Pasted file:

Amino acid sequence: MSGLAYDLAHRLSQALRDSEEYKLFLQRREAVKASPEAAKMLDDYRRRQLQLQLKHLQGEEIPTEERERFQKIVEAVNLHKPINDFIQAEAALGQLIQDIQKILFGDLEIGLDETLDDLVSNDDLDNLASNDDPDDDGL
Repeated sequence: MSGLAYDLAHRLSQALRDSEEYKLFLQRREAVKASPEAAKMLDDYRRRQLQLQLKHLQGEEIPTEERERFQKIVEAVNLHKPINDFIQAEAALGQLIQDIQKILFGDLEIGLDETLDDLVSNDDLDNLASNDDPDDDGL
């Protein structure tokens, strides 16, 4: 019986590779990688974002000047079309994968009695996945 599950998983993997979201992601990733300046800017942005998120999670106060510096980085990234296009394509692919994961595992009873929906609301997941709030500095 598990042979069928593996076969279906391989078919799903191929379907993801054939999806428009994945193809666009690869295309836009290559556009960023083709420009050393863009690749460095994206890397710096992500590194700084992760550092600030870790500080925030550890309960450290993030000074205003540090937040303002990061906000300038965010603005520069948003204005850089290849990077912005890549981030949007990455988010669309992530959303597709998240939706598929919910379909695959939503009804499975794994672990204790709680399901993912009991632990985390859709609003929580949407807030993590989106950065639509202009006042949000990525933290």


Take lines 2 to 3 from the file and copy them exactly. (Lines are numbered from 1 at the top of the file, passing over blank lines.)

Repeated sequence: MSGLAYDLAHRLSQALRDSEEYKLFLQRREAVKASPEAAKMLDDYRRRQLQLQLKHLQGEEIPTEERERFQKIVEAVNLHKPINDFIQAEAALGQLIQDIQKILFGDLEIGLDETLDDLVSNDDLDNLASNDDPDDDGL
């Protein structure tokens, strides 16, 4: 019986590779990688974002000047079309994968009695996945 599950998983993997979201992601990733300046800017942005998120999670106060510096980085990234296009394509692919994961595992009873929906609301997941709030500095 598990042979069928593996076969279906391989078919799903191929379907993801054939999806428009994945193809666009690869295309836009290559556009960023083709420009050393863009690749460095994206890397710096992500590194700084992760550092600030870790500080925030550890309960450290993030000074205003540090937040303002990061906000300038965010603005520069948003204005850089290849990077912005890549981030949007990455988010669309992530959303597709998240939706598929919910379909695959939503009804499975794994672990204790709680399901993912009991632990985390859709609003929580949407807030993590989106950065639509202009006042949000990525933290």